Tuesday, November 28, 2017

Small Coniontis & Porcellio bolivari Updates!

My Coniontis sp. "CA" are doing very well, the larvae have all grown quite a bit, I think some of them will be ready to pupate soon! 😊 My females seem to have started laying a second wave of eggs too, as I'm seeing tiny larvae in the cage now. So, continuing a conversation I had with AlexW from the fine blog, Splendid Unknowns, I'm relatively sure we can conclude that female Coniontis do regenerate eggs after laying all the ones in their ovaries. There was a break in between the two egg laying waves after all, they definitely weren't just laying them the whole time.

Anyway, here are a couple pictures of an adult eating a dead leaf:















I just threw these dead leaves in there the other day, as they had eaten all of the leaf litter I put in the cage originally, and had been without some for a couple weeks. They went nuts for these new leaves, the adults especially, so they definitely seem to be a favorite of this genus! 🙂
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My Porcellio bolivari are doing very well, and growing rather fast! Most of them have probably reached sexual maturity by now, so I'm hoping I'll see some gravid females soon! 😁 If I do, I may isolate them, to avoid any stress from males trying to mate with them or territorial disputes. For six isopods, their current enclosure should be adequate, but I'm not taking any chances with these rarities!

Here are a couple pictures I took of two females the other day:













The photos look a bit too bright from the flash in my opinion, but oh well.

Anyway, that's going to do it for this post, I hope everyone enjoyed, will see you all next time! 😉

Sunday, November 26, 2017

Pystalla horrida Adults!!!

Well, apparently I've been worrying over nothing, yesterday I was doing maintenance in my collection, and found out that two of my Pystalla horrida nymphs had molted into adults! 😁 Shortly after checking on them all, another one of my subadults began molting into an adult as well. So now I have three, healthy adults, and boy are they big and stunning!

That premolt period was very long compared to all the previous ones, was very surprised to see adults in my enclosures, as I thought they were slowly starving themselves to death! Glad to see that wasn't the case, and that they aren't the picky eaters I thought they were! 😄

Here are some pictures of them:
























Looks like I'm going to have to make a big breeding enclosure now, hopefully I'll get quite a few offspring from them! 😊

Well, that's going to do it for this post, I hope everyone enjoyed, will see you all soon! 😉

Friday, November 24, 2017

Drymaplaneta semivitta Hatchlings & a Asbolus verrucosus Update!

It's finally happened, one of my Drymaplaneta semivitta oothecae hatched! 😁 So happy that I finally have offspring of this species, hopefully many more will follow! Funnily enough, this particular ootheca had a small spot of mold growing along the opening seam a week ago, which I quickly wiped off, but I figured the mold was coming from inside of the ooth, which would have meant it was a dud. I decided to leave it be just in case, and I'm sure glad I did!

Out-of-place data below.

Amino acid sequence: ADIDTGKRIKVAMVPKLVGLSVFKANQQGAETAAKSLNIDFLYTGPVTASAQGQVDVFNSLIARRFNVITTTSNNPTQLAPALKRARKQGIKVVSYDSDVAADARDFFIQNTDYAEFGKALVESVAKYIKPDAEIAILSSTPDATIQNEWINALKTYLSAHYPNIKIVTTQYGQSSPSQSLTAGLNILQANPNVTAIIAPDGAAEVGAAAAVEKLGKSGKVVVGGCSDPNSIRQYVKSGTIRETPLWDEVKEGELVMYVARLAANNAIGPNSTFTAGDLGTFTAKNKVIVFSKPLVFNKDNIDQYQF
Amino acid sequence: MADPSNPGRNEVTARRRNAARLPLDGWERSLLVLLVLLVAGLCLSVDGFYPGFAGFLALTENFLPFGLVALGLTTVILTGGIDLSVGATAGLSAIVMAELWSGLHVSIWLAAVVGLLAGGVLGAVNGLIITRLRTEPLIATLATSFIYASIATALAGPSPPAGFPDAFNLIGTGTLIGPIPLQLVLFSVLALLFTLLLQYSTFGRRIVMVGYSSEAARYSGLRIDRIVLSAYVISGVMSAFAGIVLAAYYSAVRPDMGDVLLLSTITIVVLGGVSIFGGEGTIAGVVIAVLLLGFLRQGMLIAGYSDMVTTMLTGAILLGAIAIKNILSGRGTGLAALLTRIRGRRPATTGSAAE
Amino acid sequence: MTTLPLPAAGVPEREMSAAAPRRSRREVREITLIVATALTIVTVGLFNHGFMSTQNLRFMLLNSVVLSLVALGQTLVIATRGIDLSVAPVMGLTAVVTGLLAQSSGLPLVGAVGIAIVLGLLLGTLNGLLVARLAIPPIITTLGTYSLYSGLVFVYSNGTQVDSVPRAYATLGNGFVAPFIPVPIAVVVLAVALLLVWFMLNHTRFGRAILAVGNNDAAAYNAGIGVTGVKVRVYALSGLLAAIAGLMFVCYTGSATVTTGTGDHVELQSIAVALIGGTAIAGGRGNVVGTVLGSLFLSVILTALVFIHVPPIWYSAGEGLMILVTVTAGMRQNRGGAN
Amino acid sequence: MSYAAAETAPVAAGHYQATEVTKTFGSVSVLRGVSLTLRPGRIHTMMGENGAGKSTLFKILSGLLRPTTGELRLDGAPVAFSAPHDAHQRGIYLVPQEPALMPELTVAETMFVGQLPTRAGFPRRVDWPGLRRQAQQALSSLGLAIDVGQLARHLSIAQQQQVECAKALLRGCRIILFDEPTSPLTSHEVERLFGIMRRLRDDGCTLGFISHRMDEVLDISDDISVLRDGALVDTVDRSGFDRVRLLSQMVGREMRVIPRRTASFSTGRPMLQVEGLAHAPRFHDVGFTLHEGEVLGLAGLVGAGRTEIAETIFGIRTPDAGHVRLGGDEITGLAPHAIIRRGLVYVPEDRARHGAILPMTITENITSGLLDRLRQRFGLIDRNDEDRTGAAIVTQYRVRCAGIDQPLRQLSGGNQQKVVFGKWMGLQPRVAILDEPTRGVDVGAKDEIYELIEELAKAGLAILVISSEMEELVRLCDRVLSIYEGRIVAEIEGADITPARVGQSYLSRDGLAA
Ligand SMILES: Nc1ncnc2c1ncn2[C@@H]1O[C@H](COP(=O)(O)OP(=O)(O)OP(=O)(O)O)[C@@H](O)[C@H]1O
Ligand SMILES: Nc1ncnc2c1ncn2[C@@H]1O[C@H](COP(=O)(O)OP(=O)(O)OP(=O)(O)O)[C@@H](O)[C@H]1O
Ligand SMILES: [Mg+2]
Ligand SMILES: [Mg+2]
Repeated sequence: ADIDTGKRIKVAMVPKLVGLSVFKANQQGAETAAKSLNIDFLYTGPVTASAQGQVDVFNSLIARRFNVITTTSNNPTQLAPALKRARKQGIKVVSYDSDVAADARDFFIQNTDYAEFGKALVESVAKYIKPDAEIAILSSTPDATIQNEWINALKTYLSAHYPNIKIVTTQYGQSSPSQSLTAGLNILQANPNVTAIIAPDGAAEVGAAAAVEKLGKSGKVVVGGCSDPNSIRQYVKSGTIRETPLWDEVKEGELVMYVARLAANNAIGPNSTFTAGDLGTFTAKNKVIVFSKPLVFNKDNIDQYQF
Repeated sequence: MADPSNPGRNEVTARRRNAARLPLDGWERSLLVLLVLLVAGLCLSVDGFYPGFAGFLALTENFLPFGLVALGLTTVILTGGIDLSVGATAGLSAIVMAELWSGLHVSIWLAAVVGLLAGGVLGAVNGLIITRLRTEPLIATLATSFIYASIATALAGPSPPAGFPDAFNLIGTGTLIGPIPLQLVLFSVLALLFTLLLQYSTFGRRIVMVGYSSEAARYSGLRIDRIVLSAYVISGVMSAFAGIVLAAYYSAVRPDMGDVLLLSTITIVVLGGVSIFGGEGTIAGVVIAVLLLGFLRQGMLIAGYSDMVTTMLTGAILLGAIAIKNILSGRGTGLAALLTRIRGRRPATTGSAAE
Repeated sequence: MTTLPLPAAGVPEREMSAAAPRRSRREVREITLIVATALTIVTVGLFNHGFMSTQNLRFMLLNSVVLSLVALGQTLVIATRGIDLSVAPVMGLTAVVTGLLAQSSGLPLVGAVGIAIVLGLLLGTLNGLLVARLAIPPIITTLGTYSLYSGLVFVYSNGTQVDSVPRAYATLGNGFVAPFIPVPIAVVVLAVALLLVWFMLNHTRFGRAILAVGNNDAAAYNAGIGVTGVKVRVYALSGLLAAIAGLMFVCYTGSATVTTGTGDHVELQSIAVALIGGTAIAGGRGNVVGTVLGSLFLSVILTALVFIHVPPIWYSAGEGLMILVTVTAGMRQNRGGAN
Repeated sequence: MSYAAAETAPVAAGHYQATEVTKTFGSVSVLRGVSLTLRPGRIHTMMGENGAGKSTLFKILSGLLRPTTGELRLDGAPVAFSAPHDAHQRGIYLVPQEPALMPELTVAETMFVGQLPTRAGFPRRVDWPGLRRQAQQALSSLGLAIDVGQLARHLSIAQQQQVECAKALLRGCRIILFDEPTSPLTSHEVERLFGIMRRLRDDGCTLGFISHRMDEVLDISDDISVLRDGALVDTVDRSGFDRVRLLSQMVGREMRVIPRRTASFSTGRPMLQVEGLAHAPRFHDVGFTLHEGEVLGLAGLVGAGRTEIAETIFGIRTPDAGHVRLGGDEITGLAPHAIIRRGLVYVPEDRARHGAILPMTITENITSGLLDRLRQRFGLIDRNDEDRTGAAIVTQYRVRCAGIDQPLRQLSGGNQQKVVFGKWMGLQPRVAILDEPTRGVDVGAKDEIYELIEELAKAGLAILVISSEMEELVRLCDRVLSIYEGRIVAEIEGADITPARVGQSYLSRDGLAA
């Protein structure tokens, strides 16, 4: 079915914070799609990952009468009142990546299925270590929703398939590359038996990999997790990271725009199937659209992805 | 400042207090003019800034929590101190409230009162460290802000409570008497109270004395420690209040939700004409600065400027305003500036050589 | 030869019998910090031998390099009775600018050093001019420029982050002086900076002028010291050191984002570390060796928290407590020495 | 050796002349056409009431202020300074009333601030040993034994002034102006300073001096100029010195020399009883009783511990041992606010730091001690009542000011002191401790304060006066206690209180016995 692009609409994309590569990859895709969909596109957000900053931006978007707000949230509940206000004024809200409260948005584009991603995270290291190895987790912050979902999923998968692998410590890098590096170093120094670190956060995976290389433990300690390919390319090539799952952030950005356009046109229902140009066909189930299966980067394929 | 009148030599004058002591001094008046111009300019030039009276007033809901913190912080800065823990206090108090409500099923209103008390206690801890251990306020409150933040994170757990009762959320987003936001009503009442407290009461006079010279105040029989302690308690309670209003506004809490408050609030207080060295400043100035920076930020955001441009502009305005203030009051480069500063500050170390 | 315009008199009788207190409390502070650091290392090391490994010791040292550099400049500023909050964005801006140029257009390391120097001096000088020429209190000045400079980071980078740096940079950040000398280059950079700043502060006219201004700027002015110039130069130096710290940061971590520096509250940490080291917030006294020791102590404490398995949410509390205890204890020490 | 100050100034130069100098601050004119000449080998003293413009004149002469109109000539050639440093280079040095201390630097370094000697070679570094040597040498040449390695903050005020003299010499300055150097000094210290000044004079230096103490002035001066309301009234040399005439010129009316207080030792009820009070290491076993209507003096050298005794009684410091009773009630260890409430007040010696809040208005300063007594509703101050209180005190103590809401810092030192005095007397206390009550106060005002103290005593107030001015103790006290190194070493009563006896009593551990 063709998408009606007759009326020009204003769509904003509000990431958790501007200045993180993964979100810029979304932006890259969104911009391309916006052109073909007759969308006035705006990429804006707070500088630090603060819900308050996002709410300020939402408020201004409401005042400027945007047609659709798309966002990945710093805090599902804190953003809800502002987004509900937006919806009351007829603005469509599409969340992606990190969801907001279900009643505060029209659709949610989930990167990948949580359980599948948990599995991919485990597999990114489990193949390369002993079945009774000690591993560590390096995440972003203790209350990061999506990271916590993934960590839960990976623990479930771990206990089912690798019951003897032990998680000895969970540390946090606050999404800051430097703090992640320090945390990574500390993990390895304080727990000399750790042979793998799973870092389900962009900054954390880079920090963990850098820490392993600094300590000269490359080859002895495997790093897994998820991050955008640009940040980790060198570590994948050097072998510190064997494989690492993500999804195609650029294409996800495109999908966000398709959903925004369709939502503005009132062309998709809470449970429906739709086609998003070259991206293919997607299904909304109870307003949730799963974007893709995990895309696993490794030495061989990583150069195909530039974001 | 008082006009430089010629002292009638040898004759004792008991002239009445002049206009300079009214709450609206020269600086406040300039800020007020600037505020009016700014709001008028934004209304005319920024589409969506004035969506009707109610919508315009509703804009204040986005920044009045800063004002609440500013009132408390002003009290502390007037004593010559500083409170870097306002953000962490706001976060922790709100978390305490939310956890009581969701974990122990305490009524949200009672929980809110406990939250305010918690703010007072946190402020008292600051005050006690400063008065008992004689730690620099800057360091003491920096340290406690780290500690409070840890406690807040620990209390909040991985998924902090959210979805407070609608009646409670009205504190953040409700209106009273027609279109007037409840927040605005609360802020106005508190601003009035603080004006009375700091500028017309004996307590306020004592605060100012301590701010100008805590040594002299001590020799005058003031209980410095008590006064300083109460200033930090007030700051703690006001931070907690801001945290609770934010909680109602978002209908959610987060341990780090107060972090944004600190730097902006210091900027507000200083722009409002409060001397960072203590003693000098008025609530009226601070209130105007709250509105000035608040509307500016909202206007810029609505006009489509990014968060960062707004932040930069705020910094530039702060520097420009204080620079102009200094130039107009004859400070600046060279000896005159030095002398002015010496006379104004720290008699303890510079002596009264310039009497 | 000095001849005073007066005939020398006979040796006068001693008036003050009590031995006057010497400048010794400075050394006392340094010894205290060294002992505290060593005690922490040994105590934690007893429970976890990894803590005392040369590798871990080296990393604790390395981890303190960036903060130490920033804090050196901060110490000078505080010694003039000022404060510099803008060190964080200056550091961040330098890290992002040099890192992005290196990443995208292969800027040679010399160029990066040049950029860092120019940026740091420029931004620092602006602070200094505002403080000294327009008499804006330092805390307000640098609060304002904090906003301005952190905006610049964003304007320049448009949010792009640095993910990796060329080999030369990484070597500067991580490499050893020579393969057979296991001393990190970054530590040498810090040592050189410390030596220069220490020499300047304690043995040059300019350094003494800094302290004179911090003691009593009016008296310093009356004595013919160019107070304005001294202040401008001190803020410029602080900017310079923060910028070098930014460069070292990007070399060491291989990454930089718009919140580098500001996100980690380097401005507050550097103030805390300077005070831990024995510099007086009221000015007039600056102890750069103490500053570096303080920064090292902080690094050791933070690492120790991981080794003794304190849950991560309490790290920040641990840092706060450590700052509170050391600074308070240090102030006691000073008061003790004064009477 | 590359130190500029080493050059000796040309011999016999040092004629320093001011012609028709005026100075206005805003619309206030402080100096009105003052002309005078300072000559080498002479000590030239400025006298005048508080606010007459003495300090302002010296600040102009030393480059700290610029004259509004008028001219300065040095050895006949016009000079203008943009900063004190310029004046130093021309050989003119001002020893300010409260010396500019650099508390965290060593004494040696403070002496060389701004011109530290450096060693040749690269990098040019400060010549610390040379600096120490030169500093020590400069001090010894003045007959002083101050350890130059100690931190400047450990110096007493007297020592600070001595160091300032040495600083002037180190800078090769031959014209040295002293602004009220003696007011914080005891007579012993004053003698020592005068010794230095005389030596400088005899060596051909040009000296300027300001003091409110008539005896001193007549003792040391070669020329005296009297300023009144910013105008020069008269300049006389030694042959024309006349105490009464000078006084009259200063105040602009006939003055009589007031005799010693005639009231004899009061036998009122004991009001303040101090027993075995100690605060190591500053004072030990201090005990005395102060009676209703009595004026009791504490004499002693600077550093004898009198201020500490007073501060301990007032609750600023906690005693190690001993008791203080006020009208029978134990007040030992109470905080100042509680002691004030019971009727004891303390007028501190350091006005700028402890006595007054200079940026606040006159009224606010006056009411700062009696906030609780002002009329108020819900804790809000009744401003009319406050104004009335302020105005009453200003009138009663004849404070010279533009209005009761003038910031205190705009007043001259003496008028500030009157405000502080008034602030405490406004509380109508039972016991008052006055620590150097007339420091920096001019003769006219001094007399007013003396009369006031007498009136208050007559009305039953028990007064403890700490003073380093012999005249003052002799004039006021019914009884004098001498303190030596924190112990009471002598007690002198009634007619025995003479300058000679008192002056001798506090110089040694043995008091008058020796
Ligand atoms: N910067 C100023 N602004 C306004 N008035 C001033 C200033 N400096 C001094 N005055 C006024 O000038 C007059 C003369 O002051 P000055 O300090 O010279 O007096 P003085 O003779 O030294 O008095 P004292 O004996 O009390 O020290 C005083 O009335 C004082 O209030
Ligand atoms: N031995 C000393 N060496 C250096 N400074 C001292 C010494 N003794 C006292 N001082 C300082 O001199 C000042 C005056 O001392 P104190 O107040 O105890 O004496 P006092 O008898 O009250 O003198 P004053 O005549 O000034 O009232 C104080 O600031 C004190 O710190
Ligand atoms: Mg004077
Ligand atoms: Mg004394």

I was able to get a few pictures of the nymphs squeezing their way out of the ootheca, but was interrupted and had to leave before capturing the whole process. Here are the pictures I could get:


















And here is one of them a couple days after hatching:




















I am thrilled that I could successfully breed this species, things were looking bad for my colony for a while, but it looks like everything worked out in the end! 😊
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On the other hand, my three Asbolus verrucosus larvae apparently haven't been doing well in my care at all, I only have one left! 😞 Either their cage was too small and they resorted to cannibalism, (doubt it, since the last one alive is still rather small), I over-watered them (more likely IMO), or they don't like the food I have them. There's no hope for a future generation, that's for sure, I'd be surprised if I can get this last larvae to make it to adulthood! I'll definitely try my hardest though, I'm gonna keep the sand less moist, and may upgrade the larva's enclosure size soon too. 

Anyway, here are some pictures I took of the remaining larva:





















At this age, it looks very similar to an Eleodes spp. larva. At a glance they look the same, the only noticeable difference being the unusual terminal segment, (which looks more odd in person). Hopefully I can get this last larva to mature, I will keep you all updated!

Anyway, that's gonna do it for this post, I hope everyone enjoyed, will see you all next time! 😉

Monday, November 20, 2017

Pasimachus Pupa & a Gyna centurio Update!

So, my Pasimachus L3 larva was getting really fat and had ceased feeding, so I moved it back into a jar with a couple inches of moist, compressed sand and coconut fiber, and it dug right to the bottom and constructed a pupal cell. It's pupal cell was similar to those of Tenebrionidae and Elateridae pupal cells, just a space dug out of the substrate, no thick walls made of spit and fecal matter like rhino or stag beetles.

After about a week inside the pupal cell, it molted into a pupa! 😁 I left it in there for another week or so, then dug it out for pictures, since there are no actual pictures of Pasimachus pupae on the internet it seems, and I'm not actually sure if this life stage has been formally described for the genus!

I was surprised to find that the back and sides of the pupa were covered in thick, short, golden brown setae! I gently picked up the pupa by hand, and it felt so soft and fuzzy! 😊 Besides the setae, it looks just like I would expect a Pasimachus pupa to look like, and has that typical Carabidae pupa appearance. 

Here are some pictures of it: